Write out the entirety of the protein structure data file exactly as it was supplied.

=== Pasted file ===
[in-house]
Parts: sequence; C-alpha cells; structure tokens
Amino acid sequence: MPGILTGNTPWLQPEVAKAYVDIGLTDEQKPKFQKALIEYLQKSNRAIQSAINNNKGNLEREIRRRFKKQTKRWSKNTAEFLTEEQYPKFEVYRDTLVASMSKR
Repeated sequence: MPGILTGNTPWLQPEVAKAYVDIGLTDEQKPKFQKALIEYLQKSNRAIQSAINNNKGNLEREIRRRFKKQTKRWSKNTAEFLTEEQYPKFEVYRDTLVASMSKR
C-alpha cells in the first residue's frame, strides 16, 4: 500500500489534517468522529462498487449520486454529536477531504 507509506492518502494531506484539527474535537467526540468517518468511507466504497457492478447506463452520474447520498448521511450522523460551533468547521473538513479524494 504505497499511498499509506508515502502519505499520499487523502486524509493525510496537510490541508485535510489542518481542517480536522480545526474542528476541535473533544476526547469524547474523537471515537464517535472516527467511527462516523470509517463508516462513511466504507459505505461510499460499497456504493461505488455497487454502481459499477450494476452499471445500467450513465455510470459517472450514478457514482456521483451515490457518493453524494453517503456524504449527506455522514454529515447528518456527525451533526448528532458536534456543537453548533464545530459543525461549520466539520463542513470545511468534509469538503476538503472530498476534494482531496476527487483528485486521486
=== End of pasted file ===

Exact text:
[in-house]
Parts: sequence; C-alpha cells; structure tokens
Amino acid sequence: MPGILTGNTPWLQPEVAKAYVDIGLTDEQKPKFQKALIEYLQKSNRAIQSAINNNKGNLEREIRRRFKKQTKRWSKNTAEFLTEEQYPKFEVYRDTLVASMSKR
Repeated sequence: MPGILTGNTPWLQPEVAKAYVDIGLTDEQKPKFQKALIEYLQKSNRAIQSAINNNKGNLEREIRRRFKKQTKRWSKNTAEFLTEEQYPKFEVYRDTLVASMSKR
C-alpha cells in the first residue's frame, strides 16, 4: 500500500489534517468522529462498487449520486454529536477531504 507509506492518502494531506484539527474535537467526540468517518468511507466504497457492478447506463452520474447520498448521511450522523460551533468547521473538513479524494 504505497499511498499509506508515502502519505499520499487523502486524509493525510496537510490541508485535510489542518481542517480536522480545526474542528476541535473533544476526547469524547474523537471515537464517535472516527467511527462516523470509517463508516462513511466504507459505505461510499460499497456504493461505488455497487454502481459499477450494476452499471445500467450513465455510470459517472450514478457514482456521483451515490457518493453524494453517503456524504449527506455522514454529515447528518456527525451533526448528532458536534456543537453548533464545530459543525461549520466539520463542513470545511468534509469538503476538503472530498476534494482531496476527487483528485486521486